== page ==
Most people outside of the locker room refer to him as the "Canadian Doctor," but the words most often used to describe Kansas City Chiefs right guard Larry Duvernay-Tardif inside the locker room are always "relentless," "tough," or some kind of variation to that.
The former sixth-round pick from the 2014 NFL Draft has made a home as the team's starting right guard just a couple of years removed from playing college football at McGill University in Canada.
"It's not the same deal," head coach Andy Reid explained of Tardif's steep learning curve and development over the past two years. "Remember where he went to school – it's a great place (Reid's mother, who became a doctor of radiology, went to school at McGill) – but the football is probably not what you would see here at the college level.
"So, that's what he came in at – playing at that level – then, he had to adjust to the speed and the size of these different players. So he was a bit raw at the beginning, and he's just built himself into a pretty good football player."
Tardif was on the 53-man roster for the entire 2014 season and didn't log any playing time, but he worked his way into the lineup last year, starting 13 of the 16 regular season games.
Now, after the first week of the NFL season, according to the NFL analytics website, Pro Football Focus, the former Canadian football standout ranks as one of the 10 best right guards in all of football.
Not bad for a sixth-round pick who spends his offseason studying to become a doctor.
The praise doesn't stop there for Tardif, as USA Today called Tardif the "most underappreciated player in the NFL this week."
But after talking with a handful of his teammates on Wednesday, the truth is Tardif isn't underappreciated by those who are around him every day.
They know exactly what he brings to the table.
"It's tough to even put into words," quarterback Alex Smith explained on Wednesday of how far Tardif has come over the past two years. "When he came into the league, he was still learning the game—the speed, concepts, and now, you just see the confidence. He's playing fast, and that's what you want to see from your linemen.
"He has that confidence to go out there and make those key blocks and dominate, and that's certainly what he's been doing."
"[Tardif] is a tough player and a very hard worker," right tackle Mitch Schwartz explained. "You can tell he doesn't just want to make the block, he wants to finish the block. He's always out there perfecting his craft and that's something that can get lost a little bit when you see him 10 yards down the field mauling guys. He's a big strong guy and when he gets his hand on you, then you're kind of done."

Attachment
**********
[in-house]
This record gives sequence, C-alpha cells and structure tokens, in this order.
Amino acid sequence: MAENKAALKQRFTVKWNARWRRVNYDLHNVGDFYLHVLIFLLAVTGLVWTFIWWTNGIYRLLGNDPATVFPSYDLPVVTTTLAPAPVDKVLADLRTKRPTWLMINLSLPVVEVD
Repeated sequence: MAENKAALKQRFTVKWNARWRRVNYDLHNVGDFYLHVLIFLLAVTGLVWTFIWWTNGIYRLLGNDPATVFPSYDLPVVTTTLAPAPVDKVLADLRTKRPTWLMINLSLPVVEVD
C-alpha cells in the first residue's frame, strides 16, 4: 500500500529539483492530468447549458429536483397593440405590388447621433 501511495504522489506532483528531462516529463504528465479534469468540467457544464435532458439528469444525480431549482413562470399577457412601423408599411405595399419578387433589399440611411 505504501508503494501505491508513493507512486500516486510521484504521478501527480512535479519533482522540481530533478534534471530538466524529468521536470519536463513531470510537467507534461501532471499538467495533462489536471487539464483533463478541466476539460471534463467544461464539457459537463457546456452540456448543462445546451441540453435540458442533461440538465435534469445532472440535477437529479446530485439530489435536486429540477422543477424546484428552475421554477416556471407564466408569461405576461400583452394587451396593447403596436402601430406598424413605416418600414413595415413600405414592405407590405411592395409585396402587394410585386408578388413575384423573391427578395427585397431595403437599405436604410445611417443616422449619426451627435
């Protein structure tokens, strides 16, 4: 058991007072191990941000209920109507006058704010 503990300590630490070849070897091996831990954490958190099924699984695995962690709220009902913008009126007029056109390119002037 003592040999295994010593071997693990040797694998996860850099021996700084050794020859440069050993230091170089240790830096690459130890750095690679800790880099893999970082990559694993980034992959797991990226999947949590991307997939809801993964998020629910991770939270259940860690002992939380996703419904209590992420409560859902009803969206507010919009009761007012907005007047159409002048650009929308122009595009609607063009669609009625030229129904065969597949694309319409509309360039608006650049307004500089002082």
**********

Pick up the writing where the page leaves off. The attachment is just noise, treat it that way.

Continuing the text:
With the Chiefs pulling off the greatest comeback in franchise history last week against the San Diego Chargers, there was plenty of credit to be thrown around, and most of the time that credit is sent towards the guys holding the ball.
But after a closer look at three of the most important plays in the game, the light should shine, at least a little bit, on just how valuable the offensive line, and Tardif particularly, were on these touchdown plays.
One of the plays that has gotten plenty of attention is Tardif's block of Chargers safety Jahleel Addae out in space on rookie Tyreek Hill's 9-yard touchdown reception. It's the kind of block that linemen, particularly in Reid's system, enjoy getting out in space to make.
"It was sweet," left tackle Eric Fisher said of the play.
"I was there in case he missed," center Mitch Morse, who was a split second behind Tardif to make that block out in space, explained. "He didn't (miss) so I just flew over the top of him. It was an amazing block though. That was a fun play."
Tardif also had a key block on Smith's game-winning touchdown run, but unfortunately, Tardif suffered a high-ankle sprain on the play and it held him out of practice on Wednesday.
If he's not able to play on Sunday, fellow third-year player Zach Fulton will take his place at right guard.